Of course, as a class, we visited the tourist attractions, the World UNESCO Heritage sites, seeing amazing architecture from ancient Rome to Muslim Andalucía to Columbian-Christian Spain. We went to Carmona, Cordoba, Sevilla, and Málaga, and saw modern art museums as well as doing our own exploration when not in class. We spent three weeks in southern Spain and I fell in love, much like Washington Irving in the 19th century, particularly after our day at the incomparable Alhambra palace and stronghold. Then we boarded a ferry and traveled about eight miles across the Strait of Gibraltar from Tarifa, Spain, to Tangier, Morocco. 

With only a week to spend there, we made our base in Tetouan, sister city of Granada, from whence we traveled a day to the “Blue Pearl in the Mountains,” Chefchaouen, and we experienced food I had never tasted before despite spending 17 years of my life before re-entering college as a cook and chef in the culinary industry. We finished off our class and journey in Morocco’s capital city of Rabat, and by the time we all said goodbye on the final morning, everyone was hugging everyone else as if we had been a family all along who had just been on vacation together despite most of us having only met 4 weeks earlier in Granada. And, with most of the summer still ahead of us, the trip wasn’t over. Some of my cohort stayed in Europe to do other things while I began my journey home. But, even my journey home was part of my experience as my layover caused me to stay one night at an airport hotel in Paris, France. This final night in Europe meant that I had touched foot in four countries over four weeks after having not left the U.S. for over 30 years. To oversimplify it but also say exactly how it made me feel in the moment, it was cool, bro. 

In conclusion, I’d like to highlight a few very important aspects of the experience. While I have certainly expressed what an amazing experience global learning programs can be, none of it would have been possible, and I would not have felt as comfortable during the entire course of my journey, had it not been for the meticulous care and attention to detail of the Global Learning team at UCSC and the people affiliated with the Gilman Scholarship Award. It’s also important to me to reiterate to other STARS students that even though you may only be at the UC for two years, there are programs that fit your schedule and interests. It can be done. I know it can because I did it despite my initial skepticism. The financing is available. The advising is available. Your class can even be used as a credit toward your major. My class was a literature course but based on its syllabus and content, I was able to get credit for an anthropology elective upon my application to the relevant department, and it was a painless process. Finally, my global learning experience continues today. My 2022 class is one of the reasons that I decided to apply to graduate school abroad and a big reason that I will be attending University College London in the U.K. in September of this year for a master’s program. This one program helped change my perspective on my academic future, introduced me to scholastic cohorts that may be associates or friends for the rest of my life, and made such an impression on me that I want to share my story and inspire as many other students as I can to take the same chance that I did. You won’t regret it.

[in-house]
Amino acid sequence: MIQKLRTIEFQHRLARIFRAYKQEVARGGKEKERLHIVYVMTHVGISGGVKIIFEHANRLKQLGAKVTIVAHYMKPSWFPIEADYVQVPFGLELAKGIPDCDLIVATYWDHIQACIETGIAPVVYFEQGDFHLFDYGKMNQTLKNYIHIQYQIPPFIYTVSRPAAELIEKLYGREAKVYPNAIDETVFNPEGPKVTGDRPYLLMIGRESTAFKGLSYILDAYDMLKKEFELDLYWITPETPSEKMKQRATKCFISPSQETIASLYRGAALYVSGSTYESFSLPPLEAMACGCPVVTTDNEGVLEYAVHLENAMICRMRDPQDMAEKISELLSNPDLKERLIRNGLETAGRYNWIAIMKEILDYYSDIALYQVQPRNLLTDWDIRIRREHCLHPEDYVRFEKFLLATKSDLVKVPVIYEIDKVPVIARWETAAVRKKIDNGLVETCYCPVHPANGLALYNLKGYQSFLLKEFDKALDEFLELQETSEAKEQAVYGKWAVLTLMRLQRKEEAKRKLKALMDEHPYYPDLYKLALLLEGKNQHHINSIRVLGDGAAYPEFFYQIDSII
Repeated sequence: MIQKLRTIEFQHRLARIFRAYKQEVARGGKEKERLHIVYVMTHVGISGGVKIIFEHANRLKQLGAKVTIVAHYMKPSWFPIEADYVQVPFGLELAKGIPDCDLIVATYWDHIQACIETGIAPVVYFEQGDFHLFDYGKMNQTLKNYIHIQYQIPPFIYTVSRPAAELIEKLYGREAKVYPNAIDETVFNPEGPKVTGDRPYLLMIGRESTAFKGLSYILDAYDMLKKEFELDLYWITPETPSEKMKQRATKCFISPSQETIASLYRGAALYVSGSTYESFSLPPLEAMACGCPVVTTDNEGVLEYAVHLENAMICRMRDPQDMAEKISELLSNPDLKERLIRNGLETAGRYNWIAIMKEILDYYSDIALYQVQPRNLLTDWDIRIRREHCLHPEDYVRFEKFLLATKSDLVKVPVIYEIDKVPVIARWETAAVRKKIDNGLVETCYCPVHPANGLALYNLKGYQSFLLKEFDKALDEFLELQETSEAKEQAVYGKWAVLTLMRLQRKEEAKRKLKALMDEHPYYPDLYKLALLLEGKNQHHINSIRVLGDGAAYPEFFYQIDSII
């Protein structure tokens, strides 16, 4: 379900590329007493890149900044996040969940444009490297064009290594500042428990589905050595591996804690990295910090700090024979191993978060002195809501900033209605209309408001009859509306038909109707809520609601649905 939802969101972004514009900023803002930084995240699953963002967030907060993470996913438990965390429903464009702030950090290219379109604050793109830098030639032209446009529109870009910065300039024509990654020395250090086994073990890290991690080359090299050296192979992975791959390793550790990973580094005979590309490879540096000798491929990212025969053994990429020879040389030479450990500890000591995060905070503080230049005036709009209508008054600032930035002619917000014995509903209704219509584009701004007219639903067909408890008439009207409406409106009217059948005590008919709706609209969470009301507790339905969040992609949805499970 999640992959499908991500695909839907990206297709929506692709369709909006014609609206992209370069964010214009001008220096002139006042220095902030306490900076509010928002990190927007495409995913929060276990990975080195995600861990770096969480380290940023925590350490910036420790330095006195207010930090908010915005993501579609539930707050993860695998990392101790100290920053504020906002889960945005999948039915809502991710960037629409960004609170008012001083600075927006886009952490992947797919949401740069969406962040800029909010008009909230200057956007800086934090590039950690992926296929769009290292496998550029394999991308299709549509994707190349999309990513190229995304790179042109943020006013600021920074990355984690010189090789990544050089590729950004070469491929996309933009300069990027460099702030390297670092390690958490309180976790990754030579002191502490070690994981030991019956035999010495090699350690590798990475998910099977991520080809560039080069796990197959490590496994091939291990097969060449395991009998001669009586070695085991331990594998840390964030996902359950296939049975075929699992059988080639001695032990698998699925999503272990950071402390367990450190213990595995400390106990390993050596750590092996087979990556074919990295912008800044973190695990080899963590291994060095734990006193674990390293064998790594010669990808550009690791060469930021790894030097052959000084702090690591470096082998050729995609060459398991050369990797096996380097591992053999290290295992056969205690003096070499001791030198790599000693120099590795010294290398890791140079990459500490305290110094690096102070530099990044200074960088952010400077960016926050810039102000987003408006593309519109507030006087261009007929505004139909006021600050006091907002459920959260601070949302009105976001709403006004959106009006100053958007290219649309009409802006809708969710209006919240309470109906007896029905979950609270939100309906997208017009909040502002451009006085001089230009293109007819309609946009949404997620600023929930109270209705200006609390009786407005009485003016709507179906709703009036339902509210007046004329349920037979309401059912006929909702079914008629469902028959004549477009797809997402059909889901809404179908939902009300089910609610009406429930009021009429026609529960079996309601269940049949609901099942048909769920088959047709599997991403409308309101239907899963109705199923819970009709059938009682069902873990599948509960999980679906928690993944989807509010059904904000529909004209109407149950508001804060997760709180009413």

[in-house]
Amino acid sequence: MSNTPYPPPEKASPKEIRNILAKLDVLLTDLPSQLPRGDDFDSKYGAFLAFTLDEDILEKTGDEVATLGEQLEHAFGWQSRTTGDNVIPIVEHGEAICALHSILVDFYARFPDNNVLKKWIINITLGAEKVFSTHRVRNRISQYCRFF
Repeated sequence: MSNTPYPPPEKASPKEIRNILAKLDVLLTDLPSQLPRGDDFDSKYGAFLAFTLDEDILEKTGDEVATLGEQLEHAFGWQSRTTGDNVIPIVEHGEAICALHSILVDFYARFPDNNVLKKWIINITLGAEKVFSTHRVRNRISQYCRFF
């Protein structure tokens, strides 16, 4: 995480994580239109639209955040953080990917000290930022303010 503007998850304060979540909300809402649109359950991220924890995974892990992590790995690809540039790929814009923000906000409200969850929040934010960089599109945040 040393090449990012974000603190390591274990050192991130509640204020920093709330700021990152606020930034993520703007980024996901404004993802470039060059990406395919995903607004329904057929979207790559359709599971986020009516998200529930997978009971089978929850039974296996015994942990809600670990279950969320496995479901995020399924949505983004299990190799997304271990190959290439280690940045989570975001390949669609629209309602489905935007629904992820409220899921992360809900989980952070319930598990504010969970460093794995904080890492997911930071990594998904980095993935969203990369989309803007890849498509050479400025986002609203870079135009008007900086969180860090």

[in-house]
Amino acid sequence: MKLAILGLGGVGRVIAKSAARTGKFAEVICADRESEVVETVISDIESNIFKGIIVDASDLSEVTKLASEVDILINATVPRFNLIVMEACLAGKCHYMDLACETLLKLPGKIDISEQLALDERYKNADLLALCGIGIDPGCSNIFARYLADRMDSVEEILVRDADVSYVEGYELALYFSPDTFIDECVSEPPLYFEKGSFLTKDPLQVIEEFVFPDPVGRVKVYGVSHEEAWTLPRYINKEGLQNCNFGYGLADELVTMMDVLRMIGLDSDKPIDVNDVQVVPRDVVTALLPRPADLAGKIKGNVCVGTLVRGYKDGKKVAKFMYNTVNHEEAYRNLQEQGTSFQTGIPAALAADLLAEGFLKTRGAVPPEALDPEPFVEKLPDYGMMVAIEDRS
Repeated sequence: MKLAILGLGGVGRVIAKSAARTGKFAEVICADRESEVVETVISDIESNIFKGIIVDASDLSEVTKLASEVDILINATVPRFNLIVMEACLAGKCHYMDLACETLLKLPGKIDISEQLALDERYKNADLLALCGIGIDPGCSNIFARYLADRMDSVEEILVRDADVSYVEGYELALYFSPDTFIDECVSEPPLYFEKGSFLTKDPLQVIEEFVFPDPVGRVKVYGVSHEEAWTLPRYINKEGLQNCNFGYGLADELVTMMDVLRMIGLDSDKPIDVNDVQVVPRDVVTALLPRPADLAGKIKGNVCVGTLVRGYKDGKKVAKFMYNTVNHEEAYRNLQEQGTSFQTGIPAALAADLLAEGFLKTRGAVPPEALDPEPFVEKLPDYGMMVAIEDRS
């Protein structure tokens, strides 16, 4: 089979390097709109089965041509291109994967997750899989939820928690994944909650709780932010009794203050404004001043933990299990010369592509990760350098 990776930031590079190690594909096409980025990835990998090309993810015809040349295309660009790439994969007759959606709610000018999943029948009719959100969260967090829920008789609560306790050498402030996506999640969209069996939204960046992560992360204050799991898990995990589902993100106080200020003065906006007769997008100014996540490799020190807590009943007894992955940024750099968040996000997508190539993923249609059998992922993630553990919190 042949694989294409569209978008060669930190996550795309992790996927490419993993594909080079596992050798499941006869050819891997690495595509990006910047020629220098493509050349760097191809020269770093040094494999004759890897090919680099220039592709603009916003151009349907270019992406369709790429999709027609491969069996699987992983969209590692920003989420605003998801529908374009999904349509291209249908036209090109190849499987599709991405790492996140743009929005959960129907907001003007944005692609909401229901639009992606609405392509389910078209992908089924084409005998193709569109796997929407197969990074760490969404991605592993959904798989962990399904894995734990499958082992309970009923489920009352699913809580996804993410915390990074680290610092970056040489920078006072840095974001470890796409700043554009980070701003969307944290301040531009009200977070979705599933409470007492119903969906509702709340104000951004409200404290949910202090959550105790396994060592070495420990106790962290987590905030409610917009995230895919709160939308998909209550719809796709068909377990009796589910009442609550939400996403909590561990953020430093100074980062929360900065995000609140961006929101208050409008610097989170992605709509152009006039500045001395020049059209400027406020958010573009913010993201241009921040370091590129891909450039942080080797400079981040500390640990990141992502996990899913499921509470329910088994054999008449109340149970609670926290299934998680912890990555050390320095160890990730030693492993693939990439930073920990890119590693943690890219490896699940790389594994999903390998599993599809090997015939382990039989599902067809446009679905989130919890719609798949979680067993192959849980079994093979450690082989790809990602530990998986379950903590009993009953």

Last modified: Jun 04, 2024